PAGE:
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French driver Jean-Louis Lafosse and a French marshal died...

LE MANS, France -- French driver Jean-Louis Lafosse and a French marshal died in separate accidents during the Le Mans auto race Saturday.

Lafosse crashed his Rondeau car at the start of the Mulsanne straight. The vehicle burst into flames.

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Although the driver was snatched from the burning wreckage and taken to a hospital, track officials reported he was dead on arrival.

Lafosse's co-driver, a French Monte Carlo rally winner, Jean Ragnotti, was in seventh place when the accident occurred at about 16:45 gmt.

In an earlier accident, a marshal died when a WNP hit a guardrail in the first accident of the race.

The marshal, who was not immediately identified, was hit by the car driven by Belgian Thierry Boutsn, officials said.

Boutsen, second in the French Formula 2 race five days ago at Pau, climbed out unhurt.

Under safety rules in effect for the first time this year the remaining cars were not allowed to overtake each other as the wreckage was cleared from the track.

They had to follow organizers' cars while the crash vehicle was disengaged from the side of the track.

The racing re-started after 15 minutes.

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Track officials later said that two other marshals were injured in the accident, but officials said that neither was seriously hurt.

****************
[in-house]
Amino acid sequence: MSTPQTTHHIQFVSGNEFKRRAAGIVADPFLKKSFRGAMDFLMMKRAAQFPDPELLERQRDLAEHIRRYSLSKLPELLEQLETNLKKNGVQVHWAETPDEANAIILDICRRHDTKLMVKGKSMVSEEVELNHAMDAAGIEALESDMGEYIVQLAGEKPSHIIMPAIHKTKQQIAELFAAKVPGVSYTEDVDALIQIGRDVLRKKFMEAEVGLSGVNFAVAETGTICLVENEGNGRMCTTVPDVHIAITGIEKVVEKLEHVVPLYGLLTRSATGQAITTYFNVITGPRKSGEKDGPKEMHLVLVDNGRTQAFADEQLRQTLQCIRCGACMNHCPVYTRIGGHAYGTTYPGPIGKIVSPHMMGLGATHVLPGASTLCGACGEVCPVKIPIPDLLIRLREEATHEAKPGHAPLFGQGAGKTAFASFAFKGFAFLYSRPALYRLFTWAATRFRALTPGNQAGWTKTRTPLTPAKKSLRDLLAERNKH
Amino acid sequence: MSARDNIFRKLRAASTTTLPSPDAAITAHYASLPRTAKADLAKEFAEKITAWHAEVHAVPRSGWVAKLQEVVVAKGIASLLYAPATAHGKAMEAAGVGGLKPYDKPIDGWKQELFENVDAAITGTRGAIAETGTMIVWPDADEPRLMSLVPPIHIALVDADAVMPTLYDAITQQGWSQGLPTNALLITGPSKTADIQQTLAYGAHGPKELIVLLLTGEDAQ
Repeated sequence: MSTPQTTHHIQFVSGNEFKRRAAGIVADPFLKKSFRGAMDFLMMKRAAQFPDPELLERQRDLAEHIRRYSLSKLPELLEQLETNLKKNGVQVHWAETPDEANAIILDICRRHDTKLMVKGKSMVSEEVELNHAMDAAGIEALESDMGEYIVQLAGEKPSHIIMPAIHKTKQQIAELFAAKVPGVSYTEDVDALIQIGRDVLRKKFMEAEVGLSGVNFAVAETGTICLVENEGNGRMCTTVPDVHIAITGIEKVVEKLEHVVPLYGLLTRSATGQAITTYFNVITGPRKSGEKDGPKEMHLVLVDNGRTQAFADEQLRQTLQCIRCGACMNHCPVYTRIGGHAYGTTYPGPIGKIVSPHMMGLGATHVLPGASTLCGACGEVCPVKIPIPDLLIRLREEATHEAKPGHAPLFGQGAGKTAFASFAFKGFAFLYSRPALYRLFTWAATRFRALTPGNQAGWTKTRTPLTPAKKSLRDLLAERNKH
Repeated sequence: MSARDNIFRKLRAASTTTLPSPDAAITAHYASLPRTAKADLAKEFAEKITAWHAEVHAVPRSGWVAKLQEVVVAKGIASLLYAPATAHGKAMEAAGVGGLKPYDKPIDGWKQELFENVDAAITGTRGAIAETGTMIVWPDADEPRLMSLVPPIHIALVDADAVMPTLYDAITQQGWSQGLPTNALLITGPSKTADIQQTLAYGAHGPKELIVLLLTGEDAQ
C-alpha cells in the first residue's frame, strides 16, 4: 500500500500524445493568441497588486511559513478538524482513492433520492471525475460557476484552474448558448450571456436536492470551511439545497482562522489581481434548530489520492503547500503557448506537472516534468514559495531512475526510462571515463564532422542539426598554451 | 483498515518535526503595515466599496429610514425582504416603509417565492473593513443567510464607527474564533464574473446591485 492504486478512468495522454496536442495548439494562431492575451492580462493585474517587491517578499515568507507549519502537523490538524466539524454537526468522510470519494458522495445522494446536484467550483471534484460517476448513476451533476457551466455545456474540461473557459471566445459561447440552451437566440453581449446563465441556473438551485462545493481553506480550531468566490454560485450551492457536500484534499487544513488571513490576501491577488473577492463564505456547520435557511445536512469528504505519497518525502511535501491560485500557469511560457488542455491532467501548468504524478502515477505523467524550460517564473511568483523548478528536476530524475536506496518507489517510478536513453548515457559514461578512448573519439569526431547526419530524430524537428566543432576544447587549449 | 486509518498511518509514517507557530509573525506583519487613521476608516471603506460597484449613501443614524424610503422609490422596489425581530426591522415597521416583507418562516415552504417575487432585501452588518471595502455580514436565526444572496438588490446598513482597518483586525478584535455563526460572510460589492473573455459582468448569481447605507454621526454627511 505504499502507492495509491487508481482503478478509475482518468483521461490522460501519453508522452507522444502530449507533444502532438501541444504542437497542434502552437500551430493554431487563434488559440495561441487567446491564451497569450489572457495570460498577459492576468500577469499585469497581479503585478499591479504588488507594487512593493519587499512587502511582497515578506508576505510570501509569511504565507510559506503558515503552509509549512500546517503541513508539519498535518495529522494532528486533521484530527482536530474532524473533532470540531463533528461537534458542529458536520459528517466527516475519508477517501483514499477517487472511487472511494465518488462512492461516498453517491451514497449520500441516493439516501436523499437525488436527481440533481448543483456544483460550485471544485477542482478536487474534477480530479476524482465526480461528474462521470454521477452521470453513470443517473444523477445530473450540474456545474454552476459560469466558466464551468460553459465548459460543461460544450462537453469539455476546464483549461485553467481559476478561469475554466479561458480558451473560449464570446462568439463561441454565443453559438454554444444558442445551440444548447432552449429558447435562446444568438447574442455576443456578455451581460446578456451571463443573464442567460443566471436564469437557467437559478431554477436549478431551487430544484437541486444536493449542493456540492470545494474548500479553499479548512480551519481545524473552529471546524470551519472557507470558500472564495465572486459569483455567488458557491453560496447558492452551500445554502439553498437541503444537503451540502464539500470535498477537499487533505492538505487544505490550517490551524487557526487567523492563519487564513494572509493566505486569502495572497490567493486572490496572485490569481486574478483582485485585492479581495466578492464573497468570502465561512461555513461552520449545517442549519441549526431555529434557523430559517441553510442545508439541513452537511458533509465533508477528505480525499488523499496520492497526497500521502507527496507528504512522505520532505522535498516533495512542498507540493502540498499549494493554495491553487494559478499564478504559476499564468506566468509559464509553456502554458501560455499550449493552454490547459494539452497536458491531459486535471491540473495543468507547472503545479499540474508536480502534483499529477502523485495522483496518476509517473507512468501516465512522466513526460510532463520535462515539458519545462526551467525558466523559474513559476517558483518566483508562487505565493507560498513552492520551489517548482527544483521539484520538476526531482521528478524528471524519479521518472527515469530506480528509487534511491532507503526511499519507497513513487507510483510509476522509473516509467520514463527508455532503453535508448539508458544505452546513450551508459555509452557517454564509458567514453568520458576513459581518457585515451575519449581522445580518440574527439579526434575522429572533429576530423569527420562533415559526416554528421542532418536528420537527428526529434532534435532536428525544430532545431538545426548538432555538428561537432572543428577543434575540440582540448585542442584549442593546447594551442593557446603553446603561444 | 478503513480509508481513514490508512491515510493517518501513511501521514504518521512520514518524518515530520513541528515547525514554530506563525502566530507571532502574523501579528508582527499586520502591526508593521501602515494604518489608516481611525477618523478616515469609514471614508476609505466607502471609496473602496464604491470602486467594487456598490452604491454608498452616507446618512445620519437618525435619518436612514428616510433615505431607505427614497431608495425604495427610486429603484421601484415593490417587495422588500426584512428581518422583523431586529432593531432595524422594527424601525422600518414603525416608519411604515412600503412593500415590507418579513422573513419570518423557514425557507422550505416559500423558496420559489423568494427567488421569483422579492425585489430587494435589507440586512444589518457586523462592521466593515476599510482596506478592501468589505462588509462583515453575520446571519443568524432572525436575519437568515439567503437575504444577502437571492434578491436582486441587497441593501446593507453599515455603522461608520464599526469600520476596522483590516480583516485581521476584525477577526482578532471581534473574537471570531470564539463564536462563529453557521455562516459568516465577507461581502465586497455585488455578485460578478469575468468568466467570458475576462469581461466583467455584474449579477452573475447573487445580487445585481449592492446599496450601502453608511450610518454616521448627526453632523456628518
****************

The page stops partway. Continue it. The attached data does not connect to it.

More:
In a third accident, a Lancia driven by Italian Beppe Gabbiani collided with a WNP piloted by Frenchman Max Mamers. Officials said first reports indicated no one was seriously injured.

After four hours of the race, Belgian Ickx, bidding to win for a record fifth time, held a narrow lead in his Porsche 936.

Ickx, starting from pole position, led for most of the race together with co-driver Britain's Derek Bell.

Second was Britain's Gordon Spice in an Otis. Third were Americans Ted Field and the Whittington brothers, Don and Bill, in a Porsche 935.

Lafosse crashed his Rondeau car at the start of the Mulsanne straight. The vehicle burst into flames.

Although the driver was snatched from the burning wreckage and taken to a hospital, track officials reported he was dead on arrival.

Lafosse's co-driver, a French Monte Carlo rally winner, Jean Ragnotti, was in seventh place when the accident occurred at about 16:45 gmt.

In an earlier accident, a marshall died when a WNP hit a guardrail in the first accident of the race.

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